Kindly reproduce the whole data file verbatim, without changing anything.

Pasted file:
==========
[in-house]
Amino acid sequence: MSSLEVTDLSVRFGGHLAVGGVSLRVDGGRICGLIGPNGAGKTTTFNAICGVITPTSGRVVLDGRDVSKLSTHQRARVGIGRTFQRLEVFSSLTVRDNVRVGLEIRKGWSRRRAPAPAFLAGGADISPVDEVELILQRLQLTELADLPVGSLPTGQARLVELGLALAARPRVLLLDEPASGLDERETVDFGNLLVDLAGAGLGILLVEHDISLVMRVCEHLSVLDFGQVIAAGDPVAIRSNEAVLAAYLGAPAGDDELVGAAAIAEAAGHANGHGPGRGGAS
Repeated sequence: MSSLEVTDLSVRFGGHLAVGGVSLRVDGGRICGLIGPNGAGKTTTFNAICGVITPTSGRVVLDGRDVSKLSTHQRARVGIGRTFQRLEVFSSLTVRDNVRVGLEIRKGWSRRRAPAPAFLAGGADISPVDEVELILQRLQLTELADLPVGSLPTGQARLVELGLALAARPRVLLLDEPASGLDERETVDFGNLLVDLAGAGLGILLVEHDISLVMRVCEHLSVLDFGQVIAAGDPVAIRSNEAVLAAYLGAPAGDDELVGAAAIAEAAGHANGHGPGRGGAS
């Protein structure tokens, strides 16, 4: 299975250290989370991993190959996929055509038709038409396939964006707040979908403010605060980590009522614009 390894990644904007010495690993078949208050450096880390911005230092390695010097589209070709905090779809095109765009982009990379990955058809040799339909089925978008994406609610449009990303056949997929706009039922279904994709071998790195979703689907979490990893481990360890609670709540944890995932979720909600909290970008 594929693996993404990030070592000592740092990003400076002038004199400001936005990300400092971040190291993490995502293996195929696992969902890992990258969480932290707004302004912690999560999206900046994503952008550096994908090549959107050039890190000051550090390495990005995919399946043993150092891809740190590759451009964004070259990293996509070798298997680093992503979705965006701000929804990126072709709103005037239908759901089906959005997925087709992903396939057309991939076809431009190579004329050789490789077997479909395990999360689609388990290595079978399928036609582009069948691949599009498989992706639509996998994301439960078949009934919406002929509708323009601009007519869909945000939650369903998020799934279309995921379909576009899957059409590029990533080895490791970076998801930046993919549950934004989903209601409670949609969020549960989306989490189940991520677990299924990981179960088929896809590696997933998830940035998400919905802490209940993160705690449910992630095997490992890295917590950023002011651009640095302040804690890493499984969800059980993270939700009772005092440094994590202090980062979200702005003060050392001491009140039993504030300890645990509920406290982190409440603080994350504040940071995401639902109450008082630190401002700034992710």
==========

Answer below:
[in-house]
Amino acid sequence: MSSLEVTDLSVRFGGHLAVGGVSLRVDGGRICGLIGPNGAGKTTTFNAICGVITPTSGRVVLDGRDVSKLSTHQRARVGIGRTFQRLEVFSSLTVRDNVRVGLEIRKGWSRRRAPAPAFLAGGADISPVDEVELILQRLQLTELADLPVGSLPTGQARLVELGLALAARPRVLLLDEPASGLDERETVDFGNLLVDLAGAGLGILLVEHDISLVMRVCEHLSVLDFGQVIAAGDPVAIRSNEAVLAAYLGAPAGDDELVGAAAIAEAAGHANGHGPGRGGAS
Repeated sequence: MSSLEVTDLSVRFGGHLAVGGVSLRVDGGRICGLIGPNGAGKTTTFNAICGVITPTSGRVVLDGRDVSKLSTHQRARVGIGRTFQRLEVFSSLTVRDNVRVGLEIRKGWSRRRAPAPAFLAGGADISPVDEVELILQRLQLTELADLPVGSLPTGQARLVELGLALAARPRVLLLDEPASGLDERETVDFGNLLVDLAGAGLGILLVEHDISLVMRVCEHLSVLDFGQVIAAGDPVAIRSNEAVLAAYLGAPAGDDELVGAAAIAEAAGHANGHGPGRGGAS
């Protein structure tokens, strides 16, 4: 299975250290989370991993190959996929055509038709038409396939964006707040979908403010605060980590009522614009 390894990644904007010495690993078949208050450096880390911005230092390695010097589209070709905090779809095109765009982009990379990955058809040799339909089925978008994406609610449009990303056949997929706009039922279904994709071998790195979703689907979490990893481990360890609670709540944890995932979720909600909290970008 594929693996993404990030070592000592740092990003400076002038004199400001936005990300400092971040190291993490995502293996195929696992969902890992990258969480932290707004302004912690999560999206900046994503952008550096994908090549959107050039890190000051550090390495990005995919399946043993150092891809740190590759451009964004070259990293996509070798298997680093992503979705965006701000929804990126072709709103005037239908759901089906959005997925087709992903396939057309991939076809431009190579004329050789490789077997479909395990999360689609388990290595079978399928036609582009069948691949599009498989992706639509996998994301439960078949009934919406002929509708323009601009007519869909945000939650369903998020799934279309995921379909576009899957059409590029990533080895490791970076998801930046993919549950934004989903209601409670949609969020549960989306989490189940991520677990299924990981179960088929896809590696997933998830940035998400919905802490209940993160705690449910992630095997490992890295917590950023002011651009640095302040804690890493499984969800059980993270939700009772005092440094994590202090980062979200702005003060050392001491009140039993504030300890645990509920406290982190409440603080994350504040940071995401639902109450008082630190401002700034992710």